Care beds in Doddington will be used by patients - after they stood empty for months

Doddington Hospital. Picture: Steve Williams.

Doddington Hospital. Picture: Steve Williams. - Credit: Archant

Intermediate care beds that stood empty for six months will now be used for patients who are well enough to be discharged from hospital but not well enough to go home.

An anonymous caller tipped off this newspaper and said two care staff were doing crossword puzzles and crafting in the unit at Doddington because they had nothing to do.

NE Cambs MP Steve Barclay stepped in and said a patient trial will now take place from November 7.

He said: “Since I discovered this summer from a whistleblower that Doddington Court was no longer treating patients despite the services still being paid for by the CCG, I have worked closely with them to see how we could get services reinstated for patients.

“I am pleased to announce patients will now be returning to Doddington Court on a trial basis.


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“It made no sense on behalf of taxpayers to be paying for services we were not using. Over the last couple of months I have worked closely behind the scenes with the CCG, hospital management at Peterborough and other local health leaders to see how we can get services restored.

“This compliments the continuation of outpatient services at these sites, and the on-going work on the Minor Injury Units.”

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The CCG will be starting a trial with Cambridgeshire County Council to use Doddington Court Flats for patients who are well enough to be discharged from the hospital but who are not able to be return home as care support needs to be arranged.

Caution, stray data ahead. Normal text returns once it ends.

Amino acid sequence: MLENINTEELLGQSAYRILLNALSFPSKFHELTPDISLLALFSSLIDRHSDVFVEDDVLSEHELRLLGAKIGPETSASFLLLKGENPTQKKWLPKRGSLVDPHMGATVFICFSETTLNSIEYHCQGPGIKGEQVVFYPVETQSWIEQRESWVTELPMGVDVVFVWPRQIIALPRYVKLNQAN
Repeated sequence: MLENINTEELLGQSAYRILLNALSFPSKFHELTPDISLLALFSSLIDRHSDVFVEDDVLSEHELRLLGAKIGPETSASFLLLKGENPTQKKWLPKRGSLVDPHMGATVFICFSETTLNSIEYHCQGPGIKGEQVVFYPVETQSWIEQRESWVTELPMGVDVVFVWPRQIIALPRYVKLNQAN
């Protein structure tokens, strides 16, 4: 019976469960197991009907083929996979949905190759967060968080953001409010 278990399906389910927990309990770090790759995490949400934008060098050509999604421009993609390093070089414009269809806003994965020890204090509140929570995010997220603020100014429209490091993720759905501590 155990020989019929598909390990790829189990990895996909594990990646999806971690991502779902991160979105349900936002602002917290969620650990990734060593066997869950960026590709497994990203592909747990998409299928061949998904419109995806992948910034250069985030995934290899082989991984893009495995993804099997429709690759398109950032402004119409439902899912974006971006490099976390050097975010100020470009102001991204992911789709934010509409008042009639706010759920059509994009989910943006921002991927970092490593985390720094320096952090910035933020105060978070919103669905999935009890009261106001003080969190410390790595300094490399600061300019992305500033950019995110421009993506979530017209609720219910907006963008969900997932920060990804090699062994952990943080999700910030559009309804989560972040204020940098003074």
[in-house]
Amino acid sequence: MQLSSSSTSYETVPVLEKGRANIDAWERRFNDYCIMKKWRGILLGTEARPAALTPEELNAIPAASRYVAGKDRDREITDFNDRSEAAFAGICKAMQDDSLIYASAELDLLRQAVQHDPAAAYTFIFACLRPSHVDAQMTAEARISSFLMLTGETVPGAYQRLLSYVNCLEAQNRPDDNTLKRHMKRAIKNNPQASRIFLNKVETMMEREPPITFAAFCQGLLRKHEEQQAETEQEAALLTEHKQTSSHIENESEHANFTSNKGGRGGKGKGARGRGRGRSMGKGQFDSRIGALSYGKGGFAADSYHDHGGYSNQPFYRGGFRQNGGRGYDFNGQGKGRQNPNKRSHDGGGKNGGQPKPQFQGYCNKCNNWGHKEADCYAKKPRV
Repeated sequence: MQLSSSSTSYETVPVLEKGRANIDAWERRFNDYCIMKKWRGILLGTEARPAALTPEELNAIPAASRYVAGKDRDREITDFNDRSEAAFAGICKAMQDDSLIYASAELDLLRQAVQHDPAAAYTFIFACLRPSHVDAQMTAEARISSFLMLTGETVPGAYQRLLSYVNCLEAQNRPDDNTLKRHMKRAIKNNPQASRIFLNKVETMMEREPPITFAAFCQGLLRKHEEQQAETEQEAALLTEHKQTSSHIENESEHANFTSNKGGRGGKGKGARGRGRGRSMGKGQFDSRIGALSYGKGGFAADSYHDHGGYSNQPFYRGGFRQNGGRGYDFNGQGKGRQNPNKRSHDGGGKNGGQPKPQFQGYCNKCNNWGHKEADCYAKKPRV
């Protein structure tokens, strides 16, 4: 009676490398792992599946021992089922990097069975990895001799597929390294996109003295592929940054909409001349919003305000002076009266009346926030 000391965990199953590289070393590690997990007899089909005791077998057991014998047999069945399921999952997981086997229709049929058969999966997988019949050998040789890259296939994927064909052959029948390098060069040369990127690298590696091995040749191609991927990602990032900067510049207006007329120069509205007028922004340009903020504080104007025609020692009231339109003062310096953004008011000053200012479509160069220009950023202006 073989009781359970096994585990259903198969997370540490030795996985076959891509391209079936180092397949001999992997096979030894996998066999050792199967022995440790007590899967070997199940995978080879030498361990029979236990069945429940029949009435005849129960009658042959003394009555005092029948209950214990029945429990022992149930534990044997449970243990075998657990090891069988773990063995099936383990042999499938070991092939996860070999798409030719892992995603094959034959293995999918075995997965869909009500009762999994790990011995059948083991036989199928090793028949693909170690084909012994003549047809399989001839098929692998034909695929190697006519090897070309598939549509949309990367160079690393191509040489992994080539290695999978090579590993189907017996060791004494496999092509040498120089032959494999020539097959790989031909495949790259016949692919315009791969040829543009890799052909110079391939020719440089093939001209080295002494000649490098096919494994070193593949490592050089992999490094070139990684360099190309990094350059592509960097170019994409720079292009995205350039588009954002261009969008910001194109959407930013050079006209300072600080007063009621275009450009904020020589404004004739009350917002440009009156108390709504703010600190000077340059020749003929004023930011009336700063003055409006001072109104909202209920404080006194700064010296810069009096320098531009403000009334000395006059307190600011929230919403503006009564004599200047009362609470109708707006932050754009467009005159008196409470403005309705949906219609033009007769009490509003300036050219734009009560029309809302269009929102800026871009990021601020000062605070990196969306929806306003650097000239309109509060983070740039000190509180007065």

Mr Barclay said: “I am grateful to Dr Gary Howsam and Tracy Dowling, the chair and chief executive of the CCG, for listening to both my feedback and that of local residents at our recent public meetings and then acting on the concerns expressed.”

Last week Mr Barclay chaired a meeting at the House of Commons with Cambridgeshire health leaders together with cross party Cambridgeshire MPs.

“This meeting proved a useful way to look more holistically at how we meet the growth in demand from an older population with more complex health needs.”

He also met with Jeremy Hunt, the Secretary of State for Health, to brief him on the county’s health issues including the Minor Injury Units which need flexibility on opening times rather than requiring them to open up until midnight.

He said: “I remain committed to both retaining the Minor Injury Units at Doddington, Wisbech and Ely and also co-locating other services there to address the CCG’s legitimate efficiency concerns.”

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